And Windows users have no idea how limited they are.

Unix shell scripting is essentially limited only by your imagination and skill. The syntax is arcane, but once you've mastered it, you can do anything.
I agree with you that Shell scripting in a Unix/Linux/BSD environment is quite awesome but I disagree with you on Windows users being limited.

As far as scripting goes, Windows has 3 options. Batch, VBscript and now PowerShell.

I said the same thing when I left the Linux world. I had a hard time figuring out a lot of stuff in Batch but a certain Truck Driver around here opened my mind and imagination to the possibilities of batch scripts. I now started scripting in PowerShell and it is quite awesome.
 

jiml8

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I agree with you that Shell scripting in a Unix/Linux/BSD environment is quite awesome but I disagree with you on Windows users being limited.

As far as scripting goes, Windows has 3 options. Batch, VBscript and now PowerShell.

I said the same thing when I left the Linux world. I had a hard time figuring out a lot of stuff in Batch but a certain Truck Driver around here opened my mind and imagination to the possibilities of batch scripts. I now started scripting in PowerShell and it is quite awesome.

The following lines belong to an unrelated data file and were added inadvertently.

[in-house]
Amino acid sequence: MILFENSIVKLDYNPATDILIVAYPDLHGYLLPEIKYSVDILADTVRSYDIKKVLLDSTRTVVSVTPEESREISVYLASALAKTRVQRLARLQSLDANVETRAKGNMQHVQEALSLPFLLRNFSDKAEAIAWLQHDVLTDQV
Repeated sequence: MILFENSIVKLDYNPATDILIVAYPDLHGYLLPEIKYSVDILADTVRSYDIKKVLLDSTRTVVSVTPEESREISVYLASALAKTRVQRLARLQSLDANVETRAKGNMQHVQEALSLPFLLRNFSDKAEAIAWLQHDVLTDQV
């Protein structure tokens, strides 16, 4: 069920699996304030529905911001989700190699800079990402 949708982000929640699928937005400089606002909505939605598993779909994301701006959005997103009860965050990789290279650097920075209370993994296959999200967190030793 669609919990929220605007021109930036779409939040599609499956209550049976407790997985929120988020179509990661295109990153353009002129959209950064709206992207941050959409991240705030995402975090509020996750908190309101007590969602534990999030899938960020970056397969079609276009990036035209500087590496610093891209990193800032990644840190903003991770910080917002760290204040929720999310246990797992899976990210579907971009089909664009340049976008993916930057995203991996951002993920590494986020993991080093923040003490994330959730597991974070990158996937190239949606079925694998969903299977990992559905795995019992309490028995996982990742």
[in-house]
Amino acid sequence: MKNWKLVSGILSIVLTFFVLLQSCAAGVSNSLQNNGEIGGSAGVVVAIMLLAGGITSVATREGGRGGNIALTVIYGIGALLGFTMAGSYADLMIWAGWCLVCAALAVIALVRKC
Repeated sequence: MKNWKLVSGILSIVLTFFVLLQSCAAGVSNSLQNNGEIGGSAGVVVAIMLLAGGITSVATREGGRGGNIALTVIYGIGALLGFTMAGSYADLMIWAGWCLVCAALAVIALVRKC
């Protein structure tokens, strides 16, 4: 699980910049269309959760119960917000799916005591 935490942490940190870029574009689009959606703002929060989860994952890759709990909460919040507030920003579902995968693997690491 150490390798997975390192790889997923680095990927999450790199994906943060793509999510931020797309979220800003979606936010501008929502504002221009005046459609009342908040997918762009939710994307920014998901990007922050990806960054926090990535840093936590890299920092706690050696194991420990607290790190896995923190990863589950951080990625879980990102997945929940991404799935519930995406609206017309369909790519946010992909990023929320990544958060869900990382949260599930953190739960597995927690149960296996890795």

I think that VBscript is more like perl or python in the *nix world; a scripting language that is native to the platform.

The direct corollary to batch files in Windows is shell scripting in *nix. This is the environment that allows the construction of arbitrary "programs" that use arbitrary commands that are available in the system without special preparation. In this regard, shell scripting is light-years more advanced than Windows batch files.

I have just deployed Win 7 and just discovered PowerShell. Haven't looked very far into it yet, but it does look promising. So far, I don't really know anything about it, except that it is new with Win7.
 

Squashman

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I have just deployed Win 7 and just discovered PowerShell. Haven't looked very far into it yet, but it does look promising. So far, I don't really know anything about it, except that it is new with Win7.